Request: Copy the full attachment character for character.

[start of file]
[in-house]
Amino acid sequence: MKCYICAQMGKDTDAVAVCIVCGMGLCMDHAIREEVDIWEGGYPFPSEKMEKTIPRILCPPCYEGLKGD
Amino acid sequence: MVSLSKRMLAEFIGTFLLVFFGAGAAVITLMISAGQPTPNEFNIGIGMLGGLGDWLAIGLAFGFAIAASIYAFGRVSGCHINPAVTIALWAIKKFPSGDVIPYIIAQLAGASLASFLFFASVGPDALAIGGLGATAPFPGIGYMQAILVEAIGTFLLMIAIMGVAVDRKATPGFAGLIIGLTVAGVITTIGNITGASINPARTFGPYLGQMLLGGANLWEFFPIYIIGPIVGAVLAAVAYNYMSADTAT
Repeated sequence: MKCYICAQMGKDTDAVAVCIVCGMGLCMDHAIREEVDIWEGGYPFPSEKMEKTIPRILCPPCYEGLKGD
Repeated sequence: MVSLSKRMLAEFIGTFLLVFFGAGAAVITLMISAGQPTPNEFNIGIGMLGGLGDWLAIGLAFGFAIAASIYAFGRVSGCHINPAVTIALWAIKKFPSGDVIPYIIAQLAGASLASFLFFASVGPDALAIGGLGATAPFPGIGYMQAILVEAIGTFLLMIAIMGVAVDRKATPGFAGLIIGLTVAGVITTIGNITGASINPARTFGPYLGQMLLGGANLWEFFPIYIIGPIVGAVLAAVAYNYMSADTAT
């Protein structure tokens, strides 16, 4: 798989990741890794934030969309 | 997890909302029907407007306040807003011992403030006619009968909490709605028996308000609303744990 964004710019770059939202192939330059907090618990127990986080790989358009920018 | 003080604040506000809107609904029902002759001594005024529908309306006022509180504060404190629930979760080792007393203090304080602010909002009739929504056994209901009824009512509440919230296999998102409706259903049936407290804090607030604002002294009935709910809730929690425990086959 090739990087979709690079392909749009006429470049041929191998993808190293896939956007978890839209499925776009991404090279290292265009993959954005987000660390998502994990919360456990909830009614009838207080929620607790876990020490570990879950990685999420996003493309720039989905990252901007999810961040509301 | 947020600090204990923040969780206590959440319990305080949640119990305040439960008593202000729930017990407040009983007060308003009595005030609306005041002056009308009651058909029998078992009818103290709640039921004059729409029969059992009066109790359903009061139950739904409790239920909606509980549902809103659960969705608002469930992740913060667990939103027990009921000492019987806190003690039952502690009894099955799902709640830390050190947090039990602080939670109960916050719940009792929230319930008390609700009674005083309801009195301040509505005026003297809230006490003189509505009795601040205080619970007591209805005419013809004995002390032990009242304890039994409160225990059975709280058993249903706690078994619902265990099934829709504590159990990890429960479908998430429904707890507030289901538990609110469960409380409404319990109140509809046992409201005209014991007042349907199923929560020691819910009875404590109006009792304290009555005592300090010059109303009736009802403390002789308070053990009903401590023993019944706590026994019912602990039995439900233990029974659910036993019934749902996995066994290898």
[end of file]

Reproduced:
[in-house]
Amino acid sequence: MKCYICAQMGKDTDAVAVCIVCGMGLCMDHAIREEVDIWEGGYPFPSEKMEKTIPRILCPPCYEGLKGD
Amino acid sequence: MVSLSKRMLAEFIGTFLLVFFGAGAAVITLMISAGQPTPNEFNIGIGMLGGLGDWLAIGLAFGFAIAASIYAFGRVSGCHINPAVTIALWAIKKFPSGDVIPYIIAQLAGASLASFLFFASVGPDALAIGGLGATAPFPGIGYMQAILVEAIGTFLLMIAIMGVAVDRKATPGFAGLIIGLTVAGVITTIGNITGASINPARTFGPYLGQMLLGGANLWEFFPIYIIGPIVGAVLAAVAYNYMSADTAT
Repeated sequence: MKCYICAQMGKDTDAVAVCIVCGMGLCMDHAIREEVDIWEGGYPFPSEKMEKTIPRILCPPCYEGLKGD
Repeated sequence: MVSLSKRMLAEFIGTFLLVFFGAGAAVITLMISAGQPTPNEFNIGIGMLGGLGDWLAIGLAFGFAIAASIYAFGRVSGCHINPAVTIALWAIKKFPSGDVIPYIIAQLAGASLASFLFFASVGPDALAIGGLGATAPFPGIGYMQAILVEAIGTFLLMIAIMGVAVDRKATPGFAGLIIGLTVAGVITTIGNITGASINPARTFGPYLGQMLLGGANLWEFFPIYIIGPIVGAVLAAVAYNYMSADTAT
């Protein structure tokens, strides 16, 4: 798989990741890794934030969309 | 997890909302029907407007306040807003011992403030006619009968909490709605028996308000609303744990 964004710019770059939202192939330059907090618990127990986080790989358009920018 | 003080604040506000809107609904029902002759001594005024529908309306006022509180504060404190629930979760080792007393203090304080602010909002009739929504056994209901009824009512509440919230296999998102409706259903049936407290804090607030604002002294009935709910809730929690425990086959 090739990087979709690079392909749009006429470049041929191998993808190293896939956007978890839209499925776009991404090279290292265009993959954005987000660390998502994990919360456990909830009614009838207080929620607790876990020490570990879950990685999420996003493309720039989905990252901007999810961040509301 | 947020600090204990923040969780206590959440319990305080949640119990305040439960008593202000729930017990407040009983007060308003009595005030609306005041002056009308009651058909029998078992009818103290709640039921004059729409029969059992009066109790359903009061139950739904409790239920909606509980549902809103659960969705608002469930992740913060667990939103027990009921000492019987806190003690039952502690009894099955799902709640830390050190947090039990602080939670109960916050719940009792929230319930008390609700009674005083309801009195301040509505005026003297809230006490003189509505009795601040205080619970007591209805005419013809004995002390032990009242304890039994409160225990059975709280058993249903706690078994619902265990099934829709504590159990990890429960479908998430429904707890507030289901538990609110469960409380409404319990109140509809046992409201005209014991007042349907199923929560020691819910009875404590109006009792304290009555005592300090010059109303009736009802403390002789308070053990009903401590023993019944706590026994019912602990039995439900233990029974659910036993019934749902996995066994290898």